A saying came to his mind: “when conditions are ideal, proceed; when conditions are lacking, fix them and then proceed.” The rule of thumb was coined by the first generation of oil workers since the founding of the People’s Republic of China in 1949, represented by Wang Jinxi. The words were originally spoken to demonstrate determination and resolve to find oil in Heilongjiang Province. Yuan previously considered the phrase just a heroic quip. “Now, I understand what it means to fix conditions before proceeding.”
January 24 marked the eve of Chinese New Year. That day, starting at 2 p.m., Yuan led his seven-member team in transporting concrete pulp to the construction site, and they continued working until the wee hours of the following morning.
Yuan’s son was working overseas. On January 29, Yuan’s son made a video-call during the father’s lunch break. “Be careful with your broken arm, wear a mask, and stay away from places with crowds,” his son insisted. Yuan promised, but he knew he couldn’t keep his words. At the construction site of Huoshenshan Hospital, nearly 700 management personnel and 3,000-plus workers had gathered to operate around 1,000 construction machines and transport vehicles. They worked in shifts around the clock. It was certainly the most bustling and lively place in locked-down Wuhan.
Mechanical Stars and Exhausted Hands
After the decision was made to livestream construction of Huoshenshan and Leishenshan, two makeshift hospitals dedicated to treatment of patients infected with the novel coronavirus, many pieces of machinery gained popularity with netizens and earned nicknames.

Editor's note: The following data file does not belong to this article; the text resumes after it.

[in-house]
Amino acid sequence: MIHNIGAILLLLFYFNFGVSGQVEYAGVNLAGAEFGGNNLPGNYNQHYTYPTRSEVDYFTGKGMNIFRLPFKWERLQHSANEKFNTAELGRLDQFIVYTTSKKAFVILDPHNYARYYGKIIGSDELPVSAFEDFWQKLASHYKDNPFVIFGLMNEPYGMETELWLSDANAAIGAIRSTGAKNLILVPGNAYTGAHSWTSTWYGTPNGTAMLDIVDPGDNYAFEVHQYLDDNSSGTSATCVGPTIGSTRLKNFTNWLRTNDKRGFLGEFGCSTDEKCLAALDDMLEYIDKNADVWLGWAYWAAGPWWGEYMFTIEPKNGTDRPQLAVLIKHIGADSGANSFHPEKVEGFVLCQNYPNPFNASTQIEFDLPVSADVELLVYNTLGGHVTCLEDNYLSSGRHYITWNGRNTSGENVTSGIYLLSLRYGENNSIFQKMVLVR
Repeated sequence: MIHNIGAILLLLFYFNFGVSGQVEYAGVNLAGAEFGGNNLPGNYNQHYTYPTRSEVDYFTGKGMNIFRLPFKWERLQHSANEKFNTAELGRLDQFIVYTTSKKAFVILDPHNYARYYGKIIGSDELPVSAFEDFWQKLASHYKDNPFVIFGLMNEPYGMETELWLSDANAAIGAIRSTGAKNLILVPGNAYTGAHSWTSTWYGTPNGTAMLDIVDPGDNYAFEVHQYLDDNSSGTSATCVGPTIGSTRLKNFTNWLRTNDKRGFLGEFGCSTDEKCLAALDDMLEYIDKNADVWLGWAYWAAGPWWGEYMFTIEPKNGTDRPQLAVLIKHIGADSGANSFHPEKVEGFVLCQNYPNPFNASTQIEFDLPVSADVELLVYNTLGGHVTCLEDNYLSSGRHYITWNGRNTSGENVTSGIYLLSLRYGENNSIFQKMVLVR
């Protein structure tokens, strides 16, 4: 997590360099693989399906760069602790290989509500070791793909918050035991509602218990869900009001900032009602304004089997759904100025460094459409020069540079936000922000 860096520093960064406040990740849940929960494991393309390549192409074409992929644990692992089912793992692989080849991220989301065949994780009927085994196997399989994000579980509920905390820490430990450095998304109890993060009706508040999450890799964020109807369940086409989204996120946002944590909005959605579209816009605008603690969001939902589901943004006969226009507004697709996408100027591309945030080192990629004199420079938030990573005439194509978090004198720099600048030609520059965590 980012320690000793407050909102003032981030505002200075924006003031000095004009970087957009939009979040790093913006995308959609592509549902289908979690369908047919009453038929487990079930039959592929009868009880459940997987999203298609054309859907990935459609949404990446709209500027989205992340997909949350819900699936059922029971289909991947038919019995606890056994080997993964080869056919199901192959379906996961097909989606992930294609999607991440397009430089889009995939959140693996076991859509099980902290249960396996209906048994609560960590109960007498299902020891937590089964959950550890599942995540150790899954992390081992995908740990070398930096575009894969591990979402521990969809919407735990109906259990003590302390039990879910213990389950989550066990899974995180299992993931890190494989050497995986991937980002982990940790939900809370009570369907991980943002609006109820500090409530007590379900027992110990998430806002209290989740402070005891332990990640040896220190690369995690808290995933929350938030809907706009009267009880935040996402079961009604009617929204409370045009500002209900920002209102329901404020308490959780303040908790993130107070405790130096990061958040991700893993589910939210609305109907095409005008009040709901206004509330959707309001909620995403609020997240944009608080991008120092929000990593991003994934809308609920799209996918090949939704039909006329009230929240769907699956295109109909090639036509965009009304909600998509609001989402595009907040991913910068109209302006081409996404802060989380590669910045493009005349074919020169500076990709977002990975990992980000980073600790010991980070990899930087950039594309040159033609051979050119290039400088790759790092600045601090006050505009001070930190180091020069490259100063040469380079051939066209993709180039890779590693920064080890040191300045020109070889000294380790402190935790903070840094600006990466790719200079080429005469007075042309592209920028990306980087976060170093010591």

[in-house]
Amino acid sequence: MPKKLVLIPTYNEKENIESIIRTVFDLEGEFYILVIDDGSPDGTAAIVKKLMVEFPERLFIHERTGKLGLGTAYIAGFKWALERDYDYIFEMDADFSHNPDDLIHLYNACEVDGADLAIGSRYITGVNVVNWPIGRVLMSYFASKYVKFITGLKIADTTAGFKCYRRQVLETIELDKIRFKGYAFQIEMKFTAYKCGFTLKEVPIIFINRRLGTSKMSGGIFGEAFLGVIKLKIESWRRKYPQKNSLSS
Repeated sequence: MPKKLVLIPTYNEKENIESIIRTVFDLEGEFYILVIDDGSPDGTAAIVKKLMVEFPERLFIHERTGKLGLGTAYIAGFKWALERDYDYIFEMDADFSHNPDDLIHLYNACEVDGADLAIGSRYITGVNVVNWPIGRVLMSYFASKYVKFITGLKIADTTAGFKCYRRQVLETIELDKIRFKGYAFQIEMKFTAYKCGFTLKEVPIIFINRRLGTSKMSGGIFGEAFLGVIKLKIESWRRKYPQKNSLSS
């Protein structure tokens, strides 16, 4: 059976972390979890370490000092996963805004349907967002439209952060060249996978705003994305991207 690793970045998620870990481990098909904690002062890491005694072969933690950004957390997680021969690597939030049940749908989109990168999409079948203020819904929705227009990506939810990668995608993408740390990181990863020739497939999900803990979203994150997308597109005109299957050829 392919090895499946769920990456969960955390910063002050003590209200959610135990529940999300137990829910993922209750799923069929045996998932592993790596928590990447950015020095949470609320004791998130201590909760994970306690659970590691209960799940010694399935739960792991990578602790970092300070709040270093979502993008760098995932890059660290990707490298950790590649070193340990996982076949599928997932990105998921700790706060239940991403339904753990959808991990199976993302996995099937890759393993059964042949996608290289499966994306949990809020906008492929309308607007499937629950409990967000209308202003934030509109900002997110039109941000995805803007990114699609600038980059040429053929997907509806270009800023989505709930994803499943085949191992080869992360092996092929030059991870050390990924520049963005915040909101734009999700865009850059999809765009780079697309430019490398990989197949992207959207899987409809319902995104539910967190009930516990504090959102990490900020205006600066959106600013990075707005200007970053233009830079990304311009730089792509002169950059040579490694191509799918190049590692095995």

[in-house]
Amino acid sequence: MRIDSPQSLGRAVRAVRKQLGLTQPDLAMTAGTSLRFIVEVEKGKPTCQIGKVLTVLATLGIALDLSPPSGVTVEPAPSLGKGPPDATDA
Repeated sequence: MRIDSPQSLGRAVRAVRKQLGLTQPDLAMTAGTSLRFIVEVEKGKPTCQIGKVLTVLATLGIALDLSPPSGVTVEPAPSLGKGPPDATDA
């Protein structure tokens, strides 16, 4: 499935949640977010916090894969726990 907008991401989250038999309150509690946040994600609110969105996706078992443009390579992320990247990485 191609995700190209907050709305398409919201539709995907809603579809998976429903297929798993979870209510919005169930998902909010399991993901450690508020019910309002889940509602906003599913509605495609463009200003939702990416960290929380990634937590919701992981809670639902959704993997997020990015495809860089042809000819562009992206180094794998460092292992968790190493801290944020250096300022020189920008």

Yuan never imagined his cement mixer would attract so many fans on the internet. This was probably because from a wide camera angle of the huge construction site, workers looked like busy ants, leaving only massive machine to stand out. “There’s no way you can see me in the livestream,” he grinned
Due to the peculiarities of the Huoshenshan project, special concrete was needed to accelerate setting and hardening to keep the project progressing as fast as possible. Work that normally requires 10 hours of labor was allocated only four to five hours.
“Sometimes I got buried by phone calls at 4 a.m.,” revealed Yuan. In the middle of the night, he was answering the phone and making other calls at the same time, using two cell phones. He was concerned that the driver of the cement mixer was too tired and would fall asleep. He knew this kind of exhaustion too well. After lengthy, high-intensity work, people can easily fall asleep if they sit down just for a moment. “But now is a very special situation,” he stressed. “Everyone is going all out. All of us hope to work faster and complete the hospital as quickly as possible.”
A few years ago, Yuan visited the site of Huoshenshan Hospital because it is near picturesque Houguan Lake. He felt a little bit of pity that the scenery was getting swept away by the big construction site. “But when I remember that we built a hospital in 10 days that would save many lives, everything is worth it.”